From the back pages, May 10: ‘It will be hard to follow the best manager ever’: David Moyes given huge six-year deal at Manchester United

Manchester United have confirmed the news that everyone already new - David Moyes will be the club’s new manager. A statement from the Premier League champions revealed that the current Everton boss has signed a six-year deal and will take the helm on 1 July. His first official match in charge will be the Community Shield against either Manchester City or Wigan at Wembley on August 11. (The Independent)

Everton chairman Bill Kenwright has urged the club to maintain the David Moyes spirit after the Scot was confirmed as Sir Alex Ferguson’s successor at Manchester United. (The Express)

David Moyes is about to see his new club Manchester United finally lose their protracted battle to sign Robert Lewandowski after Borussia Dortmund reluctantly drew up an exit plan for an imminent move to Bayern Munich. (Daily Mail)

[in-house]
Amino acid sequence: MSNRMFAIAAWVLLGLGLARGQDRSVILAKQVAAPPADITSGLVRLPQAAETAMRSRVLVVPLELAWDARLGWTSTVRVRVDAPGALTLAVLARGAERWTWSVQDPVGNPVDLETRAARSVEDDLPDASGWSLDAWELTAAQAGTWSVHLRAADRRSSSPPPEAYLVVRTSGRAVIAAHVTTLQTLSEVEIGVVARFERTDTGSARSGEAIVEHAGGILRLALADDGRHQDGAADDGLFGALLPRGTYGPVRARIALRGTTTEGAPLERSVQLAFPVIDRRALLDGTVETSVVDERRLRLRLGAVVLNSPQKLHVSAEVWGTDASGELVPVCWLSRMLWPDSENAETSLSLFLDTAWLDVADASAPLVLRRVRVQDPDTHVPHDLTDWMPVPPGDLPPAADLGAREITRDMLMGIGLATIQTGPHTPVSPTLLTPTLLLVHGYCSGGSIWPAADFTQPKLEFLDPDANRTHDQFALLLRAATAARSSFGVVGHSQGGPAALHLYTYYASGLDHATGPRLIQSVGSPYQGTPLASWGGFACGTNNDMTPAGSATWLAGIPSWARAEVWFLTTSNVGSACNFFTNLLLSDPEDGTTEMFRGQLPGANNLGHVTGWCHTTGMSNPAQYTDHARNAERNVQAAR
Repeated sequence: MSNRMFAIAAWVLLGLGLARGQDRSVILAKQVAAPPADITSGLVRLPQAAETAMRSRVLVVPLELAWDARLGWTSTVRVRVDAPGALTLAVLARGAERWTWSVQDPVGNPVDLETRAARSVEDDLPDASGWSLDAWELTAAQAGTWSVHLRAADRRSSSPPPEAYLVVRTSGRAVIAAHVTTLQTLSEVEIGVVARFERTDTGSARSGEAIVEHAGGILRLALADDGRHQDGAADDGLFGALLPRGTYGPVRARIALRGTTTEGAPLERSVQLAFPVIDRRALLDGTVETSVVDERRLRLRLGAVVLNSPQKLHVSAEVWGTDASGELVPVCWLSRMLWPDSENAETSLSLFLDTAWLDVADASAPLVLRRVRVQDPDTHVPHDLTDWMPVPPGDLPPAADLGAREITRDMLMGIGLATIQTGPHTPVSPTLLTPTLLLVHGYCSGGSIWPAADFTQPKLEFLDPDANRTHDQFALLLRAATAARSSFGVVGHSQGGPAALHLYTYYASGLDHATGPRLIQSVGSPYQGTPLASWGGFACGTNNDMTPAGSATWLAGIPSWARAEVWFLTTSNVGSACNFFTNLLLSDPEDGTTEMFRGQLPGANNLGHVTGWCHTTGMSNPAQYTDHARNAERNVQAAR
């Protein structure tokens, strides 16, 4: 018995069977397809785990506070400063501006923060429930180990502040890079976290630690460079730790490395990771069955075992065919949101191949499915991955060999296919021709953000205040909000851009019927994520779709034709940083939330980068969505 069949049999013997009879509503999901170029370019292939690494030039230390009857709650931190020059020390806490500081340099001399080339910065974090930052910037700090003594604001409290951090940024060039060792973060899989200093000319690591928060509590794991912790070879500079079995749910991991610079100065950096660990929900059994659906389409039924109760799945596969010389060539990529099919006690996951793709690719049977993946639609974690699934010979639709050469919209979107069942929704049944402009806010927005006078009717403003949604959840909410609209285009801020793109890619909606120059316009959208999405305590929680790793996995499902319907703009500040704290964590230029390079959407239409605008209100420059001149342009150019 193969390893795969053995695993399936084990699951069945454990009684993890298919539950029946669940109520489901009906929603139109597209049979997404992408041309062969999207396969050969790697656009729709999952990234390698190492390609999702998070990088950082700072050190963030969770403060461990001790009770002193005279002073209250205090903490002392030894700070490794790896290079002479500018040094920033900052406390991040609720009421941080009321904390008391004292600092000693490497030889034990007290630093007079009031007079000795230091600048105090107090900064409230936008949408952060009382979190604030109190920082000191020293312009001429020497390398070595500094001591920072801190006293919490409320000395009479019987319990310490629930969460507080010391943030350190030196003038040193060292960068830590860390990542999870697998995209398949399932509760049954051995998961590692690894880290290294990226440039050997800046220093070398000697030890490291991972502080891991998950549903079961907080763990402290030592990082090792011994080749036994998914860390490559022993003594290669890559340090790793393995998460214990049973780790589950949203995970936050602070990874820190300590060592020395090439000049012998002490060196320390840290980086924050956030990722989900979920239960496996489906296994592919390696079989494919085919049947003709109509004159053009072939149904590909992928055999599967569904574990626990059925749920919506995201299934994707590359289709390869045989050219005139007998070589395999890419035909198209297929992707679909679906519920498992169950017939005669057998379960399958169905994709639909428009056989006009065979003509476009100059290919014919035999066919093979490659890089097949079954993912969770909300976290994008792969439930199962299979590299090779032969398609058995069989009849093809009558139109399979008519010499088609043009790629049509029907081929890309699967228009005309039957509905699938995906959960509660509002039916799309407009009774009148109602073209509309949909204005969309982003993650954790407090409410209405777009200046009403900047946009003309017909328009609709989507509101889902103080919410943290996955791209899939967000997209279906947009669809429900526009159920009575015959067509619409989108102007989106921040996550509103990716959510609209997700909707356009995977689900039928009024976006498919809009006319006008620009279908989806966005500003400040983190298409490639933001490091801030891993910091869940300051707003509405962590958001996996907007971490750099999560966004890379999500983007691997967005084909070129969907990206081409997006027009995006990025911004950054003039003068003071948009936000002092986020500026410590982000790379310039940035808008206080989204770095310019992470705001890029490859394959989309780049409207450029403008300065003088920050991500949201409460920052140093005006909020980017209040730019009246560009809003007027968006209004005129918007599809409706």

Sign up to our daily SussexWorld Today newsletter

Chelsea have gate-crashed Bayern Munich’s attempt to sign Wayne Rooney. Blues’ billionaire owner Roman Abramovich has personally sanctioned a stunning £30million move for the unsettled Manchester United star - who had a plea for a move rejected by manager Alex Ferguson a fortnight ago. (The Mirror)

Long experience in New Zealand and club stints in Ayr and Stenhousemuir prepared Hamish Rutherford perfectly for a grim, squally day at Grace Road. He marked it by striking a 110-ball hundred laden with fours through the off side against an England Lions attack in which only Graham Onions impressed. (The Times)

John Terry will NOT be considered for England again unless he OFFICIALLY comes out of retirement. That was the message from FA chairman David Bernstein after Terry made it known he might go back on his decision to quit the Three Lions. (The Sun)

There are only a handful of stages on this Giro d’Italia that are tailor-made for Mark Cavendish, so after this run through Puglia he had no option but to deliver, hence his delight at the 12th Giro stage win of his career following disappointment the day before. This was as seamless as any bunch sprint win could be, apart from the almost inevitable brush of shoulders in the last kilometre. (The Guardian)